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How Many Jobs Are Available in Marine Transportation?
The maritime transportation industry is an essential aspect of the US economy since it ensures movement of goods and people all around the world.
The marine transportation industry now has over 8,400 open positions as of September 2022, and rapid development as a direct result of the rising demand for marine services.
The career options for people looking to launch their careers in this industry continues to peak high.
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What Jobs Are Available in Marine Transportation?
The marine transportation industry offers a vast range of employment opportunities and exciting careers that enjoys high wages, adventure, fun, and satisfaction.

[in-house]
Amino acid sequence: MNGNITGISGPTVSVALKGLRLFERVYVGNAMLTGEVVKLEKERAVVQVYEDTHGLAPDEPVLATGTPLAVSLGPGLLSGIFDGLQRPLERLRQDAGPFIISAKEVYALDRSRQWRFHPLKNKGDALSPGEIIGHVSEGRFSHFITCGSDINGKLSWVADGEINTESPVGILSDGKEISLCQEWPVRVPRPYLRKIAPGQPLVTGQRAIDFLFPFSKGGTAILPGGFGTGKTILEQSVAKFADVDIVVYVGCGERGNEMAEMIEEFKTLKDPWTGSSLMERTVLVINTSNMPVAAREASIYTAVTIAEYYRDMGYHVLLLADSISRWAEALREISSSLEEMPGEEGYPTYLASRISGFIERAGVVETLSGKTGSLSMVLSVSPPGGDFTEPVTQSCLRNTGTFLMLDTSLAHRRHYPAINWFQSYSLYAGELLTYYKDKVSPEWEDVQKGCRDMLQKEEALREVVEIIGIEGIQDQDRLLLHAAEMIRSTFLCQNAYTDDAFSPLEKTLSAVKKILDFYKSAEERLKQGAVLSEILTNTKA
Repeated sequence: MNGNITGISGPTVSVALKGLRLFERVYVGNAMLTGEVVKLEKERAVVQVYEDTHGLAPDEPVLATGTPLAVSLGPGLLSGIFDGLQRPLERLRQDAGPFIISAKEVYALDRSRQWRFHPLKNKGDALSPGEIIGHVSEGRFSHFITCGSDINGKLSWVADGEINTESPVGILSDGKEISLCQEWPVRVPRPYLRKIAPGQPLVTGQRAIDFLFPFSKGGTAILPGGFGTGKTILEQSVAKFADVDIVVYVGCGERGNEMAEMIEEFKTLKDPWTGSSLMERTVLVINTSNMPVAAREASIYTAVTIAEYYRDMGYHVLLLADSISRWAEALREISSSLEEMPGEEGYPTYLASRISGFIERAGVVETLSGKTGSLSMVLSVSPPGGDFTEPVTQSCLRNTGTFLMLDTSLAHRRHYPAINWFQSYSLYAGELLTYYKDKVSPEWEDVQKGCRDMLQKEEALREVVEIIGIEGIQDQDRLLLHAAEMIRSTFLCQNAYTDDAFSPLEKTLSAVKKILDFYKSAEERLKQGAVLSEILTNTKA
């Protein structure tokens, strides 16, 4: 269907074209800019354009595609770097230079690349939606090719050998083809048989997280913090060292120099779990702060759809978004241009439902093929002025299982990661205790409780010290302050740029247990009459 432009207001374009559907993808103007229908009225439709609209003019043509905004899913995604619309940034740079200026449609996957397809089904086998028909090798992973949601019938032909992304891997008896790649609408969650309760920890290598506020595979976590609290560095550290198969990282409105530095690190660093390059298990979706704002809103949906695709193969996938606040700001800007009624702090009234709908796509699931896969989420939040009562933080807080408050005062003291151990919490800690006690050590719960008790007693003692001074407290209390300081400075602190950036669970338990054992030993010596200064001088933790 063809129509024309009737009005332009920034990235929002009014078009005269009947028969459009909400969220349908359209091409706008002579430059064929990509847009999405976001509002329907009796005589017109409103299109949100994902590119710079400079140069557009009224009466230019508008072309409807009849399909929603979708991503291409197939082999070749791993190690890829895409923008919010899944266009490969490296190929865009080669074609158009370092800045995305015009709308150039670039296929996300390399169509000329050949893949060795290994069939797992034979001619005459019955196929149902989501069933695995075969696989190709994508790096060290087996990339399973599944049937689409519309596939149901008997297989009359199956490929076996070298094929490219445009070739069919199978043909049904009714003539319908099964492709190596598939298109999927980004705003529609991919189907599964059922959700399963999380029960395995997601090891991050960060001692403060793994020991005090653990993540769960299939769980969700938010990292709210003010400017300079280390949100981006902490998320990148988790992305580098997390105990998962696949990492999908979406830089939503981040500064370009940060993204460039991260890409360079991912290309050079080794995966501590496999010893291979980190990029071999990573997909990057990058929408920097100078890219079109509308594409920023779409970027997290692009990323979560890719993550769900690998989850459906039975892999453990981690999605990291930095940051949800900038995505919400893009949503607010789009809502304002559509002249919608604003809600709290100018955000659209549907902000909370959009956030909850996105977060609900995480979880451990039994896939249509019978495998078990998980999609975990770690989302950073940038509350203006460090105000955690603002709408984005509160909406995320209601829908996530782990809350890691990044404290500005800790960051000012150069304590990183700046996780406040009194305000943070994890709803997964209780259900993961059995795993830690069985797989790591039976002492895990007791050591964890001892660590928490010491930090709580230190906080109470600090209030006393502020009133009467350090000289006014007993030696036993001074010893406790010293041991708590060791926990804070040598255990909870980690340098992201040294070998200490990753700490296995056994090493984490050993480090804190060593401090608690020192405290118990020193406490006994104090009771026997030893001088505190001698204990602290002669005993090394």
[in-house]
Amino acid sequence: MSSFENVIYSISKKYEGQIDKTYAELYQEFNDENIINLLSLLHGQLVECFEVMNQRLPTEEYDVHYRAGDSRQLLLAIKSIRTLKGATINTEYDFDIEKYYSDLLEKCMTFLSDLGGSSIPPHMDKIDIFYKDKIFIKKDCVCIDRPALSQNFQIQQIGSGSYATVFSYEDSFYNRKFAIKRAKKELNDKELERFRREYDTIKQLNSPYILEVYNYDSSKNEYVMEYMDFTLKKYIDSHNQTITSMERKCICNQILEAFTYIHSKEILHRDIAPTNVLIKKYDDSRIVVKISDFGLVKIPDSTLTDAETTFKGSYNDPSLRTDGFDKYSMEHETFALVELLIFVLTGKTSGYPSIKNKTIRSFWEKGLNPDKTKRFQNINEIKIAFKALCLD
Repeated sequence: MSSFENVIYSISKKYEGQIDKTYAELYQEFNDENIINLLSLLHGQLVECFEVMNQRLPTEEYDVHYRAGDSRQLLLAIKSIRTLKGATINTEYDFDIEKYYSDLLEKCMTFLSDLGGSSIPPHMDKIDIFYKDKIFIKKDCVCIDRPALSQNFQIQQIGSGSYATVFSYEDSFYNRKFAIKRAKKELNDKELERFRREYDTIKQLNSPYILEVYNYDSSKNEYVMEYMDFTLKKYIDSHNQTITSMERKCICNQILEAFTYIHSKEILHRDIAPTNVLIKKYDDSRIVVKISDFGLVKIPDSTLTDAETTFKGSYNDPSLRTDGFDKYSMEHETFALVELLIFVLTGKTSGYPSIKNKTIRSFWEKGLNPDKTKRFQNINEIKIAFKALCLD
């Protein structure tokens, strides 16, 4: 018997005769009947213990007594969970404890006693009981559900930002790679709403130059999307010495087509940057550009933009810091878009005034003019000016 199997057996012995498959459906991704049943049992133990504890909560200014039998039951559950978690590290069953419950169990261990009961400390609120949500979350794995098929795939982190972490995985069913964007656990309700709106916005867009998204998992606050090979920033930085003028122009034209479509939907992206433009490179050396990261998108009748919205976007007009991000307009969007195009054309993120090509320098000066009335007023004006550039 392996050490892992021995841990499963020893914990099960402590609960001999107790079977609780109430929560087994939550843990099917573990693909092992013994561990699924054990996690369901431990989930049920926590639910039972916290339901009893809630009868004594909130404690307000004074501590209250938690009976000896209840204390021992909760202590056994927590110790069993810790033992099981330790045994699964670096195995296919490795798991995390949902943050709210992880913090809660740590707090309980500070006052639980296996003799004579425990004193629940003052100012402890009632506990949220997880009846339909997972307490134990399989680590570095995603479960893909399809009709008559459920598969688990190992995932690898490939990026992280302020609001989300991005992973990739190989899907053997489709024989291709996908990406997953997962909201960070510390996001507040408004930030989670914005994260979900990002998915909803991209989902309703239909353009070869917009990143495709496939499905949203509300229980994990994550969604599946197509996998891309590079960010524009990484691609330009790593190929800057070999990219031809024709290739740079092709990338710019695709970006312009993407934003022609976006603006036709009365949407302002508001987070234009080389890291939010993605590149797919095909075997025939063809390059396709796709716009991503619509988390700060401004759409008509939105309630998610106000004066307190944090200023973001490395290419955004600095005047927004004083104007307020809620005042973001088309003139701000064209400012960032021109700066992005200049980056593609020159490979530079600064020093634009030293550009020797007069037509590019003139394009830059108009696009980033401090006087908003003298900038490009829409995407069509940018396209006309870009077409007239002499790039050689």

The most in demand jobs in this industry includes naval architecture, marine and ocean engineering, ship and boat building, electricians and pipefitters, welders, and mechanical engineers.
While most maritime careers involve working on ships, there are also many land-based jobs.
Let’s learn a bit more about these roles.
1. Maritime Pilot
While captains are in-charge of ships, the role of a maritime pilot is equally important. The maritime pilots help in maneuvering ships while arriving or departing a port.
The ship’s captain may handle the job of navigating the ship in the water. However, when the situation gets risky or there is any situation which demands greater skill in the maneuvering of the ship, the pilot acts as the person who advises the captain what route to take and what changes need to be made during ship’s routine maneuvering while entering or leaving a port.
To become a maritime pilot, you must get a pilot license specific to the area where you usually work.
2. Maritime Lawyer